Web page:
If you are not already hooked into Angry Birds, or are afraid of loosing your prestige because you downloaded it, you may find a good excuse for downloading it or owning it on this post. The idea behind Angry Birds is that the birds need to hit the pigs to move on to the next level. You may have noticed that in order to win the greatest number of stars you may need some strategic thinking prior to sending your birds out there.

I see that Angry Birds can be used in so many different ways to teach students new vocabulary, the use of coherent language, basic question/answering skills and even story telling skills. You will just need to adjust the level of scaffolding needed to get into the skills you are trying to get into.

As a parent, instead of prohibiting your child from playing the game, consider having activities your child needs to complete prior to or after moving on to the next level.

Here are some ideas I was able to come up with on how even Angry Birds can be used to promote learning.

1. If your student/child is already familiar with Angry Birds, get him to explain the whole game to you. If you are working on writing skills, this can even be a written assignment.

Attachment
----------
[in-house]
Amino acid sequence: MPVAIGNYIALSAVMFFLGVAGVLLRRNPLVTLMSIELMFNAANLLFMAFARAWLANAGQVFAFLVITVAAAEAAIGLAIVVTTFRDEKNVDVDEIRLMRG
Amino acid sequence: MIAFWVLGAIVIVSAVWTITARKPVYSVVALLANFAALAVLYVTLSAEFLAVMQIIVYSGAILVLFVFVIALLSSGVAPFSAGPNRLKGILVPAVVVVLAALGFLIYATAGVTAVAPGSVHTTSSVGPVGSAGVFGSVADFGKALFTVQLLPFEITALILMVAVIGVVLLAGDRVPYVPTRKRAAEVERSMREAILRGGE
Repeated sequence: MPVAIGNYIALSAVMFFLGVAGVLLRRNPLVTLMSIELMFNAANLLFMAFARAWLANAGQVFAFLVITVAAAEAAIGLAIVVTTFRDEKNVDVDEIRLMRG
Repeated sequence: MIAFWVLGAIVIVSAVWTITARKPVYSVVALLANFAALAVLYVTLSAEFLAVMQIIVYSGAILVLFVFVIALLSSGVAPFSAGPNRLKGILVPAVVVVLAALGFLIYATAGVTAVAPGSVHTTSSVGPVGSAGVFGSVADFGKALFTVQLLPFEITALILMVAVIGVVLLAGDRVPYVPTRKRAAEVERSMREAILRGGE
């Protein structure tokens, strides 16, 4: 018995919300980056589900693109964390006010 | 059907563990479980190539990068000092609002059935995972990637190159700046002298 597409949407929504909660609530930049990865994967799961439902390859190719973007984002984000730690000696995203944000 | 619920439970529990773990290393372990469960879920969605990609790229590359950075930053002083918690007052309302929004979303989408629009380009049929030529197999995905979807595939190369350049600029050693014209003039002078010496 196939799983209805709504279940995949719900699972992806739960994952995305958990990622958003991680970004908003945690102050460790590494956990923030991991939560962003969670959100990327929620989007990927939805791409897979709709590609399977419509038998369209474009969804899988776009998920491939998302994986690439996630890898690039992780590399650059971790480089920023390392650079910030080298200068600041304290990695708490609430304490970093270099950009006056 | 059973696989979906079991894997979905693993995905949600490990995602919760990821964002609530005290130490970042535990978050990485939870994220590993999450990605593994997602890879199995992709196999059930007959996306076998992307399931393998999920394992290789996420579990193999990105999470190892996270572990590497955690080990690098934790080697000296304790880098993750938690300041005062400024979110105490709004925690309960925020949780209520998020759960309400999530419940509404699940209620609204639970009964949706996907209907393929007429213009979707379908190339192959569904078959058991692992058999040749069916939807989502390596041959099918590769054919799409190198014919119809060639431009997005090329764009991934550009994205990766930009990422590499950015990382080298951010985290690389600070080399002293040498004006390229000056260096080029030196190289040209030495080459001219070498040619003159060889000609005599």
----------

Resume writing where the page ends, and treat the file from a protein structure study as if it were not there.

Imagine all that can be worked on just from having a student describe the whole concept behind Angry Birds! You can even have some “food for thought” kind of questions such as:

Why do you think the creators picked birds as main characters?“,

Do all birds work the same way?“,

” What is the goal of the game?”

“Why do you like Angry Birds?”

There are several questions that can be used to get students to use language just by talking about the game itself.

2. You and the child can play one or several levels together; however the child has to describe their strategy to getting to the pig prior to playing the level. If you are with a group of students; how about having each student think out their strategies separately and get them to discuss which strategy is best and then put into action?

You could even have a list of vocabulary words you would like the student to use when describing their strategies such as:

a. Verbs such as : deploy the egg (the white birds have to deploy the egg at the appropriate time); pull back, drop, explode, fly, fall, hit,

b.  Different adverbs when describing the order of the birds and their actions;